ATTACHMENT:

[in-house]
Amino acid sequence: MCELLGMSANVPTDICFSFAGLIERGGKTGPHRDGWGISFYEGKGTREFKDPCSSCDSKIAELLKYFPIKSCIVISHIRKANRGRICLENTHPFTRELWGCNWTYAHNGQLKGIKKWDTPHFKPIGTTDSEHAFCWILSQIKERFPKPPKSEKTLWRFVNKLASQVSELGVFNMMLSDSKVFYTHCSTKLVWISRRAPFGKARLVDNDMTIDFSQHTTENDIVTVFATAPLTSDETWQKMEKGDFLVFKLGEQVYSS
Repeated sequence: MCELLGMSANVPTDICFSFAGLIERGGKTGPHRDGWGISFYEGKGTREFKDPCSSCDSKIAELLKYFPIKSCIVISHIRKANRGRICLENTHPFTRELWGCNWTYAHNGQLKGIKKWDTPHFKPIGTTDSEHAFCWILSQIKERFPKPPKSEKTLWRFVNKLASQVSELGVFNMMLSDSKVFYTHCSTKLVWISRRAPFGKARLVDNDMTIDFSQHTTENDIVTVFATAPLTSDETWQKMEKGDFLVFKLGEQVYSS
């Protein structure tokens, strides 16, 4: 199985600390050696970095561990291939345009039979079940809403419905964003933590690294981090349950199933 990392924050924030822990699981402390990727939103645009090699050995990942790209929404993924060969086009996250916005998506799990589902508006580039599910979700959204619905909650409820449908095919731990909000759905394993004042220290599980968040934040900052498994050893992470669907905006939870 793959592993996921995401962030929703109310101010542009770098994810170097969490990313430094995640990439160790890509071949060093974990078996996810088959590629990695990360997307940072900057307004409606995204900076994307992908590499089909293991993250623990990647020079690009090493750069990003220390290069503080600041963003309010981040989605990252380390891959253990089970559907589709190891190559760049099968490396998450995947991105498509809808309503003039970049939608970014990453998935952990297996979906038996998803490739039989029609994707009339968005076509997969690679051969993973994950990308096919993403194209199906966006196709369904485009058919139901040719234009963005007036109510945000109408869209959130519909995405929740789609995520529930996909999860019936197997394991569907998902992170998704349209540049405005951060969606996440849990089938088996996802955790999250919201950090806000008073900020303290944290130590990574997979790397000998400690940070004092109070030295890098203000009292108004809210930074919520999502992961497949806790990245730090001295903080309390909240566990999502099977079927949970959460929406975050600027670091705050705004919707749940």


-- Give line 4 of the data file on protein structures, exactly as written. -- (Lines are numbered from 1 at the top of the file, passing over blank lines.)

């Protein structure tokens, strides 16, 4: 199985600390050696970095561990291939345009039979079940809403419905964003933590690294981090349950199933 990392924050924030822990699981402390990727939103645009090699050995990942790209929404993924060969086009996250916005998506799990589902508006580039599910979700959204619905909650409820449908095919731990909000759905394993004042220290599980968040934040900052498994050893992470669907905006939870 793959592993996921995401962030929703109310101010542009770098994810170097969490990313430094995640990439160790890509071949060093974990078996996810088959590629990695990360997307940072900057307004409606995204900076994307992908590499089909293991993250623990990647020079690009090493750069990003220390290069503080600041963003309010981040989605990252380390891959253990089970559907589709190891190559760049099968490396998450995947991105498509809808309503003039970049939608970014990453998935952990297996979906038996998803490739039989029609994707009339968005076509997969690679051969993973994950990308096919993403194209199906966006196709369904485009058919139901040719234009963005007036109510945000109408869209959130519909995405929740789609995520529930996909999860019936197997394991569907998902992170998704349209540049405005951060969606996440849990089938088996996802955790999250919201950090806000008073900020303290944290130590990574997979790397000998400690940070004092109070030295890098203000009292108004809210930074919520999502992961497949806790990245730090001295903080309390909240566990999502099977079927949970959460929406975050600027670091705050705004919707749940």